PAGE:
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Rick Wicklin's blog has encouraged me to solve via IML problems that appear in the book "Schaum's Outline of Operations Research".

I would like to share the problem expressed in the book and the IML approach I chose to solve it.

Start reading at **1.13**

The attached images describe the problem and its solution following the logic and the recipe of the book. Furthermore they serve as a verifier for the solution I get running the IML code.

And here comes the code:

```
proc iml;
/* information about the variables */
LowerB = {0, 0, 0, 0, 0, 0, 0, 0, 0, 0, 0, 0, 0, 0, 0, 0, 0, 0, 0, 0, 0, 0, 0, 0}; /* lower bound constraints on x */
UpperB = {1, 1, 1, 1, 1, 1, 1, 1, 1, 1, 1, 1, 1, 1, 1, 1, 1, 1, 1, 1, 1, 1, 1, 1}; /* upper bound constraints on x */
/* define the objective function */
c = {65, 73, 63, 57,
67, 70, 65, 58,
68, 72, 69, 55,
67, 75, 70, 59,
71, 69, 75, 57,
69, 71, 66, 59} ; /* vector for objective function c*x */
/* control vector for optimization */
ctrl = {1, /* maximize objective */
1}; /* print some details */
/* specify linear constraints */
A = {1 1 1 1 0 0 0 0 0 0 0 0 0 0 0 0 0 0 0 0 0 0 0 0, /* matrix of constraint coefficients */
0 0 0 0 1 1 1 1 0 0 0 0 0 0 0 0 0 0 0 0 0 0 0 0,
0 0 0 0 0 0 0 0 1 1 1 1 0 0 0 0 0 0 0 0 0 0 0 0,
0 0 0 0 0 0 0 0 0 0 0 0 1 1 1 1 0 0 0 0 0 0 0 0,
0 0 0 0 0 0 0 0 0 0 0 0 0 0 0 0 1 1 1 1 0 0 0 0,
0 0 0 0 0 0 0 0 0 0 0 0 0 0 0 0 0 0 0 0 1 1 1 1,
1 0 0 0 1 0 0 0 1 0 0 0 1 0 0 0 1 0 0 0 1 0 0 0,
0 1 0 0 0 1 0 0 0 1 0 0 0 1 0 0 0 1 0 0 0 1 0 0,
0 0 1 0 0 0 1 0 0 0 1 0 0 0 1 0 0 0 1 0 0 0 1 0,
0 0 0 1 0 0 0 1 0 0 0 1 0 0 0 1 0 0 0 1 0 0 0 1};
b = { 1, /* RHS of constraint eqns (column vector) */
1,
1,
1,
1,
1,
1,
1,
1,
1};
LEG = {L, L, L, L, L, L, G, G, G, G}; /* specify symbols for constraints:
'L' for less than or equal
'E' for equal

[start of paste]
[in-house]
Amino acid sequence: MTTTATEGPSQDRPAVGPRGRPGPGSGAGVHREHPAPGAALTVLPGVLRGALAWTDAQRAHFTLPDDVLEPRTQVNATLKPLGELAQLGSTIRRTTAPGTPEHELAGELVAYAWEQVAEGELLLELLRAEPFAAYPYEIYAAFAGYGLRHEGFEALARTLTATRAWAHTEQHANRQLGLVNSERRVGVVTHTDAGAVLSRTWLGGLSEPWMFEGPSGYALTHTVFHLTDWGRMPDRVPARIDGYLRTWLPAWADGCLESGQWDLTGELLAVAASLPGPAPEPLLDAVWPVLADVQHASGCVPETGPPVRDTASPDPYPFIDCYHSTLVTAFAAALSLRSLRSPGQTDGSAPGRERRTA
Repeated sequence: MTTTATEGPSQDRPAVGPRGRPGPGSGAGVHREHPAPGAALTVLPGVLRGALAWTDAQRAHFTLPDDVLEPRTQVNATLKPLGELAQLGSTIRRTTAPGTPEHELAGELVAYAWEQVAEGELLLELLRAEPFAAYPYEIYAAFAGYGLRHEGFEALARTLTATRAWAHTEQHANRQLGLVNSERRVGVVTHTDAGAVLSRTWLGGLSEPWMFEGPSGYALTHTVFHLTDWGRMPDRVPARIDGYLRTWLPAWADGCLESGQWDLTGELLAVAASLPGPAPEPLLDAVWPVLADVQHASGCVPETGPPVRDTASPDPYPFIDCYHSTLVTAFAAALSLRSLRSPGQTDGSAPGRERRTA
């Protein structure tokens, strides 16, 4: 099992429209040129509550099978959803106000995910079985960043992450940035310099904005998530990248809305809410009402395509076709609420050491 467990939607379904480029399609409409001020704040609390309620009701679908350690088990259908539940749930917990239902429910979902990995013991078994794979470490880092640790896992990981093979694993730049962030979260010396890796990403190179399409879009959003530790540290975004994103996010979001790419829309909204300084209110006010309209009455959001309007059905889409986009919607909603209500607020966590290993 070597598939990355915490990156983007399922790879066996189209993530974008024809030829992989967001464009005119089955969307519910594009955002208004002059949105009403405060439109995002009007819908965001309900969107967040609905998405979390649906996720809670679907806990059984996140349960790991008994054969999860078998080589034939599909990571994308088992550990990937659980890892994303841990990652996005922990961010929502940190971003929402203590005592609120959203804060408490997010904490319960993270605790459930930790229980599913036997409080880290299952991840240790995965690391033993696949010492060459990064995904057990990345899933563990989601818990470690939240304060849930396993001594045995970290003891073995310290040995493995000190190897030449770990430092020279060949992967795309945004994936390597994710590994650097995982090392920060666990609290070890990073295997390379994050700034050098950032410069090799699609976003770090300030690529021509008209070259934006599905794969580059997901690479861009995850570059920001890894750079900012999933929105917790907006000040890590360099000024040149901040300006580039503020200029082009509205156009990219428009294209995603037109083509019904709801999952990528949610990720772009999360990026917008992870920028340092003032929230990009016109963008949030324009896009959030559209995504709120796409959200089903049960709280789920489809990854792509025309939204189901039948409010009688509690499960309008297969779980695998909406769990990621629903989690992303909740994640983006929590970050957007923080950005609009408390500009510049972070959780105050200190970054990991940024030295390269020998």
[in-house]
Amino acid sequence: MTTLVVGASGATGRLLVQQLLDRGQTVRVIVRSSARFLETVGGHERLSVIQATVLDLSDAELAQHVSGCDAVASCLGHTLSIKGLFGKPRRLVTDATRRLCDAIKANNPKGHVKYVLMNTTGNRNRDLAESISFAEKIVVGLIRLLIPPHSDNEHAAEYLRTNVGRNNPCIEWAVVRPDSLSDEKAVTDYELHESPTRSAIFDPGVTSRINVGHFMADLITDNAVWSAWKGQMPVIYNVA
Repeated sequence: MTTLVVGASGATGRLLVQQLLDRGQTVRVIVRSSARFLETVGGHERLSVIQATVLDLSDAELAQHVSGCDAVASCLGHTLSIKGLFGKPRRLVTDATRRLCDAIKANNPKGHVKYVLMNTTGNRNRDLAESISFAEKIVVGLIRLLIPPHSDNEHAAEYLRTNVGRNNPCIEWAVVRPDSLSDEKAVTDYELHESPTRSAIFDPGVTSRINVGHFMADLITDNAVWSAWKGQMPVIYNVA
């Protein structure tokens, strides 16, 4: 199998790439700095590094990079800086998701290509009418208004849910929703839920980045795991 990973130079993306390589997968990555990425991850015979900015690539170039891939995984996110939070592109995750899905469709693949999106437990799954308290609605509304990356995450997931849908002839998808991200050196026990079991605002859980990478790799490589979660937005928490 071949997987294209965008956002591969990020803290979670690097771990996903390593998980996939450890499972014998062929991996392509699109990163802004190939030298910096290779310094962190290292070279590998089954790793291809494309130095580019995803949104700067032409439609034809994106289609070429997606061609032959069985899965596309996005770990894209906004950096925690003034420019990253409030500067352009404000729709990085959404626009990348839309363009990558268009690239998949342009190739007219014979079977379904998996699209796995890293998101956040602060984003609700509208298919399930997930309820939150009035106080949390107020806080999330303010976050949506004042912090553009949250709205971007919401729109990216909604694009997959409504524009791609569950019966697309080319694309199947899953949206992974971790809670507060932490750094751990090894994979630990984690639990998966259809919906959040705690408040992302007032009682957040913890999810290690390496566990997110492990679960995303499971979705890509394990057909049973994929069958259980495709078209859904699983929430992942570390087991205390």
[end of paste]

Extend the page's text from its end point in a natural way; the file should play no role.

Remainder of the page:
'G' for greater than or equal */
/* solve the LP problem */
CALL LPSOLVE(rc, objVal, result, dual, reducost, /* output variables */
c, A, b, /* objective and linear constraints */
ctrl, /* control vector */
LEG, /*range*/ , LowerB, UpperB);
print rc objVal, result[rowname={x11 x12 X13 X14 x21 x22 X23 X24 x31 x32 X33 X34 x41 x42 X43 X44 x51 x52 X53 X54 x61 x62 X63 X64}];
```

And it works giving me one of the optimal solutions.

I have managed to solve some other problems of the book with IML.

But I need some help figuring out how to blend the Travelling Salesman Problem with the networking optimisation described on page

Use case is the best route, minimizing the travelled miles, that a bakery business should define taking into consideration the supply and shortage of bread in their network of bakery shops. The factory has all the output that needs to be distributed to their network depending on the demand and stock at each shop.

Help would be very welcome. On reply I'll share the code I've tried so far.

Bye, Arne

Comments

02-10-2017
01:16 PM

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02-10-2017
01:16 PM

Great. Thanks for posting. I think @Ksharp would be interested in this.

If I might offer a small suggestion, you have several constant vectors that you typed explicitly. You can use the J function or the REPEAT function to simplify the construction of a constant vector. For example:

```
LowerB = j(24, 1, 0); /* lower bound constraints on x */
UpperB = j(24, 1, 1); /* upper bound constraints on x */
...
b = j(nrow(A), 1, 1); /* RHS of constraint eqns (column vector) */
```

I was curious as to whether I could generate the RONAMES= vector automatically, without typing the numbers. It turns out you can use the ROWCATC function to concatenate character matrices, and you can generate the sequence of numbers by using the EXPANDGRID function, like this:

```
rownames = "X" + strip(rowcatc(char( expandgrid(1:6, 1:4) )));
print rownames;
```

02-12-2017
05:55 AM

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02-12-2017
05:55 AM

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